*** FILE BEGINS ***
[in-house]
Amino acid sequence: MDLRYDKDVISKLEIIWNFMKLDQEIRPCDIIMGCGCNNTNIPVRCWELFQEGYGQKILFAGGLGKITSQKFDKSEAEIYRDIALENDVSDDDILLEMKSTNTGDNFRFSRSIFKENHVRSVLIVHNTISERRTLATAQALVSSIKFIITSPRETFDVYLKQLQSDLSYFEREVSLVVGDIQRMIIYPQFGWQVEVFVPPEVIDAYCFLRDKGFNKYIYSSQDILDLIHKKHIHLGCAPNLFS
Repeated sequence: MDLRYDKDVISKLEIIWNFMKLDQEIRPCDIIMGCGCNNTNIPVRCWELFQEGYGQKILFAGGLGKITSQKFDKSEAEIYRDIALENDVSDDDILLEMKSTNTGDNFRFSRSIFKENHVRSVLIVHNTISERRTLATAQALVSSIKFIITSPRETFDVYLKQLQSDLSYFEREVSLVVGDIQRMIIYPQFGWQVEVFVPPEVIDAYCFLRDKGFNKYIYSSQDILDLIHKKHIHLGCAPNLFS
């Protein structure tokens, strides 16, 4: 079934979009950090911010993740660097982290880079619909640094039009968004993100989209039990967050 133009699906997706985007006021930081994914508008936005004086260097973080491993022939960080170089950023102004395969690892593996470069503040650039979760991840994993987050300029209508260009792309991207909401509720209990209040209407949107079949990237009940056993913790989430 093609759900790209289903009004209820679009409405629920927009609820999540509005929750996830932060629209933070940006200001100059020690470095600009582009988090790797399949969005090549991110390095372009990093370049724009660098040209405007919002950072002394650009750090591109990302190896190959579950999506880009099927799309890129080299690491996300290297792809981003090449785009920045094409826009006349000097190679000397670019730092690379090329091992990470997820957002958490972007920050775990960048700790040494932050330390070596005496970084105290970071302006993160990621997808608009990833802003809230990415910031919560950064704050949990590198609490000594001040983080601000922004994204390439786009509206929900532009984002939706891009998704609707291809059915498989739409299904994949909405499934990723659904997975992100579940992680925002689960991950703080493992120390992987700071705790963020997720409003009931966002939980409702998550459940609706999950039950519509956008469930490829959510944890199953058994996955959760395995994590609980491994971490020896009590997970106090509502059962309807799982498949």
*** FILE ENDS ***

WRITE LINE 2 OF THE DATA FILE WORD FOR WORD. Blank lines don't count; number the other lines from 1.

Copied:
Amino acid sequence: MDLRYDKDVISKLEIIWNFMKLDQEIRPCDIIMGCGCNNTNIPVRCWELFQEGYGQKILFAGGLGKITSQKFDKSEAEIYRDIALENDVSDDDILLEMKSTNTGDNFRFSRSIFKENHVRSVLIVHNTISERRTLATAQALVSSIKFIITSPRETFDVYLKQLQSDLSYFEREVSLVVGDIQRMIIYPQFGWQVEVFVPPEVIDAYCFLRDKGFNKYIYSSQDILDLIHKKHIHLGCAPNLFS